1. Gender is a social institution. Gender, as a social institution, refers to a society's enduring system of gender relations that specifies gender statuses (boy/man and girl/woman), normative expectations about gender, a system of gender-based social relations, a stratification system based on gender, gendered practices/activities, gender ideology, as well as gender stereotypes. A society's gender institution is created by people in a society that interact with each other, and maintain those interactions over time.
  2. Gender is a system of stratification. Gender stratification refers to a societal system whereby men/boys and women/girls that are otherwise status equals (e.g., age, social class, race/ethnicity, religion, etc.) have unequal access to scarce and valued resources in a society (e.g. wealth, health care, nutrition, education, training). Historically and geographically, females are and have been at a disadvantage. No known society has ever favored females.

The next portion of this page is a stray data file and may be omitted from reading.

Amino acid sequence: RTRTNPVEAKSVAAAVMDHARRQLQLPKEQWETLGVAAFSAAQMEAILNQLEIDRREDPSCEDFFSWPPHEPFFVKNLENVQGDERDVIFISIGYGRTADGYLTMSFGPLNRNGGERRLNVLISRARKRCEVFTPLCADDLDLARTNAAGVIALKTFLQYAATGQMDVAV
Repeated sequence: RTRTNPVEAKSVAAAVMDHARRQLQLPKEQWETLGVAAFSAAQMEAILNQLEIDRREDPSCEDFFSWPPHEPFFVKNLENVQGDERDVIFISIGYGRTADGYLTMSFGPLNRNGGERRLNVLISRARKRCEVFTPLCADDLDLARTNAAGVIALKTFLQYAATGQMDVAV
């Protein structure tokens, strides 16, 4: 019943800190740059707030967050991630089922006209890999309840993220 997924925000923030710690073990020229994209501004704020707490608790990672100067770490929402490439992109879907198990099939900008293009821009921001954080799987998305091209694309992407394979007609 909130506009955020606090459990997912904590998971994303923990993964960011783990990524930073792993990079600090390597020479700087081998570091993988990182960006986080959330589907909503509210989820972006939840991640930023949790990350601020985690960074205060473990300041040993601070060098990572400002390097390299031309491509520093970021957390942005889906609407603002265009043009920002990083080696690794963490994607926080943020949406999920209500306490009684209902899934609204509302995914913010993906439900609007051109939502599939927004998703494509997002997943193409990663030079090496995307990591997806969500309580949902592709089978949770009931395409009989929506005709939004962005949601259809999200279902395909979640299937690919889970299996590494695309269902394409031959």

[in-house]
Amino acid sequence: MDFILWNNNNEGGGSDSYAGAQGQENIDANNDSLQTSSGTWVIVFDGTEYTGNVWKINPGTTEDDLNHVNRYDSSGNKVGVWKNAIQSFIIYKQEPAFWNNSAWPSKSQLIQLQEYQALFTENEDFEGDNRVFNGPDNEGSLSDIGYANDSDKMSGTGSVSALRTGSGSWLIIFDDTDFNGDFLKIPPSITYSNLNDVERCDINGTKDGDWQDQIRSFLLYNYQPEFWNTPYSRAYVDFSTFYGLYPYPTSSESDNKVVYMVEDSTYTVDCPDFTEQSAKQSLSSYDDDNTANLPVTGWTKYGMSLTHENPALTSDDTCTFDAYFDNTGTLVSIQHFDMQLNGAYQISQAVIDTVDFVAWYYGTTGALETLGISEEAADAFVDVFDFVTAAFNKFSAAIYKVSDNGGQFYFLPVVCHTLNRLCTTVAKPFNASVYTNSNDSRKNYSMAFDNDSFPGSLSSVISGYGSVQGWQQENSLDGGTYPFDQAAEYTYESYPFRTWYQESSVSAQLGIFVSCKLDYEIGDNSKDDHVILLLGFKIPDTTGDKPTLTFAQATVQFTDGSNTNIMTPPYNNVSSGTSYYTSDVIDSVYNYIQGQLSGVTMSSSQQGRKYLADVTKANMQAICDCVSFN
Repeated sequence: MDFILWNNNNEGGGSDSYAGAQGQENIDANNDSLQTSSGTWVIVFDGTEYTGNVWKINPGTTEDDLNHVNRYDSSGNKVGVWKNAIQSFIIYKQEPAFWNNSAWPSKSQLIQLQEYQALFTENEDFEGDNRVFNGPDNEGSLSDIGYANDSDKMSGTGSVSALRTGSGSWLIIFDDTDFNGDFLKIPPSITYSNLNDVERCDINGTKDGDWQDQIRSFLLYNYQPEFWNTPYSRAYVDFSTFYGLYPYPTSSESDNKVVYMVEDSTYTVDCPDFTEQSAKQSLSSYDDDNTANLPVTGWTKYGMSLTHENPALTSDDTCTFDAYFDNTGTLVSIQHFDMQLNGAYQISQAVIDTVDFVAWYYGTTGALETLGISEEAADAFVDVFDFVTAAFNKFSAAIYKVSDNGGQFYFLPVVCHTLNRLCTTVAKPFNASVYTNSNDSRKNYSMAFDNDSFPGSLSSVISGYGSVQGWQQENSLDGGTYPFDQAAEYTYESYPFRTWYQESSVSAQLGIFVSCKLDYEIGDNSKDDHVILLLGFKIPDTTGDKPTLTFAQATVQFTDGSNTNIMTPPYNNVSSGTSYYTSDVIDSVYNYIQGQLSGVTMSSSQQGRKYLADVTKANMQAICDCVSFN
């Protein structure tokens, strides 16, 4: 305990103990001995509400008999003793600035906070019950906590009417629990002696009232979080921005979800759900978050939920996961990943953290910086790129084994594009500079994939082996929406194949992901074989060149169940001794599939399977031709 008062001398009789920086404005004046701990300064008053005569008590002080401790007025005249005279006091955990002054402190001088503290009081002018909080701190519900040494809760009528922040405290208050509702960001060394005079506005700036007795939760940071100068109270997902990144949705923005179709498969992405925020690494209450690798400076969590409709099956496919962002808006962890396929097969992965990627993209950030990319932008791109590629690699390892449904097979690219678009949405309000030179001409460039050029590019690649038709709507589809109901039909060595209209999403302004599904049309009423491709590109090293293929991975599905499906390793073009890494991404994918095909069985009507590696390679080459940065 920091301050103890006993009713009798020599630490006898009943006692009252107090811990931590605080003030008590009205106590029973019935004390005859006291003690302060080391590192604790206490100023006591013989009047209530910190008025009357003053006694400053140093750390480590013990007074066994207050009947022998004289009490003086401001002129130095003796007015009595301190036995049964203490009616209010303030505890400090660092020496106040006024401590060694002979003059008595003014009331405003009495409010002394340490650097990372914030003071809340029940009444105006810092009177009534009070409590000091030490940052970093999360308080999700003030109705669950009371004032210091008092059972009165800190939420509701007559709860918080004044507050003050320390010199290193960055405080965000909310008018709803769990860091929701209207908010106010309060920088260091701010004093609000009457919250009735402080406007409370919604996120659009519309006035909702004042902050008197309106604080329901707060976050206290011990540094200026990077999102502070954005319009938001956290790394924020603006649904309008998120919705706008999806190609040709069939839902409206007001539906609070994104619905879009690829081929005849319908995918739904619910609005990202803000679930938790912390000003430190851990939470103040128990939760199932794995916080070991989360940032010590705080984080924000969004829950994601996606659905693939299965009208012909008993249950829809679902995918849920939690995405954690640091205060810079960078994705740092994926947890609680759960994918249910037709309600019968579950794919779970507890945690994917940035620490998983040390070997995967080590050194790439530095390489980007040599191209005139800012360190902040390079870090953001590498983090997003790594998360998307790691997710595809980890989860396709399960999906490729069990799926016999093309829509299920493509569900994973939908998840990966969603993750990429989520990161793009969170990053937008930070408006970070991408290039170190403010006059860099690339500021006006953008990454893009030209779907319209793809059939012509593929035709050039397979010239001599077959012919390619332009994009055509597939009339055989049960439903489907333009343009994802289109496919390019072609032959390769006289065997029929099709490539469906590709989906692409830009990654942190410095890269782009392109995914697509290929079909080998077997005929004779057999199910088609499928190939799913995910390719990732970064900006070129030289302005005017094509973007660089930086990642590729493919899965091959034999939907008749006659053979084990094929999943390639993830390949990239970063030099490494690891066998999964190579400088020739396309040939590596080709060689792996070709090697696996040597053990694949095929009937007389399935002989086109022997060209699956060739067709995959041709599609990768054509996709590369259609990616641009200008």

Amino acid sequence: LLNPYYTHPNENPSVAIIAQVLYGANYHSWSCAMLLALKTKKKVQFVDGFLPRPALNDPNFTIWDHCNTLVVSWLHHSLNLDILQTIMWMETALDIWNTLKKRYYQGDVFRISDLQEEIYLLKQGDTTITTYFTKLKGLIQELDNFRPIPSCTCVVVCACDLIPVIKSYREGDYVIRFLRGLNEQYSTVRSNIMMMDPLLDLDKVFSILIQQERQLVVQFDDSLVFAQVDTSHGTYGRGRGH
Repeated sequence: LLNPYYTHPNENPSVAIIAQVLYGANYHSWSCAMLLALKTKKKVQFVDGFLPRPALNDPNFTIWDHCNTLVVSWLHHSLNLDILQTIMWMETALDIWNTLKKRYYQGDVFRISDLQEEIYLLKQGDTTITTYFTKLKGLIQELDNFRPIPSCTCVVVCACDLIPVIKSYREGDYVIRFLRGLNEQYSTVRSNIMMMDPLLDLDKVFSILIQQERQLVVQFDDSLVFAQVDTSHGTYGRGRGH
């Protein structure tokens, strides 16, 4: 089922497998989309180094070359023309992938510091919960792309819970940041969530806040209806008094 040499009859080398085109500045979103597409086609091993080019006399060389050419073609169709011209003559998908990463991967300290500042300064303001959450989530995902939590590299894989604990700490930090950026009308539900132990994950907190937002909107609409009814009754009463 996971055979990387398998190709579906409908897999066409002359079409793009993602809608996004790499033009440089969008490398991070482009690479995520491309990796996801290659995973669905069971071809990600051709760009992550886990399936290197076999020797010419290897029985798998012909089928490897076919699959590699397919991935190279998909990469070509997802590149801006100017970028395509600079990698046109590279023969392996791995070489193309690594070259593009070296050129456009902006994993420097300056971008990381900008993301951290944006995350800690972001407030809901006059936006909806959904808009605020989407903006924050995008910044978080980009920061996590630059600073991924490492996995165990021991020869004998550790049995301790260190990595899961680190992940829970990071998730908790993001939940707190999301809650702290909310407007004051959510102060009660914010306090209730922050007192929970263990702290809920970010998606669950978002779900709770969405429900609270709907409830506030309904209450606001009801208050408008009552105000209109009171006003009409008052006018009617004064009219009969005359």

3. Gender is a social status for individual people (see girl, woman, boy, man, gender status).
  4. Gender is practice, an accomplishment, actions people do.
  5. Gender exists as an ideology or set of beliefs, expectations, and stereotypes about what women and men, boys and girls are, should do, and can do.

Adapted from Patricia Yancey Martin, as well as Chafetz, Janet. 1990. Gender Equity: An Integrated Theory of Stability and Change.

Critical thinking is concerned with the criteria we use to judge our knowledge and beliefs.  To be critical means to be more discerning in recognizing faulty arguments (hasty generalizations, assertions lacking evidence, claims based on unreliable authority and other logical fallacies).  Thinking critically involves recognizing the kind of claim being made as well as the appropriate evidence we need to say that ‘we do well to have the beliefs that we do.’  Critical thinking aims at “…..freeing us from unwarranted control of unjustified beliefs.”  (Harvey Siegel)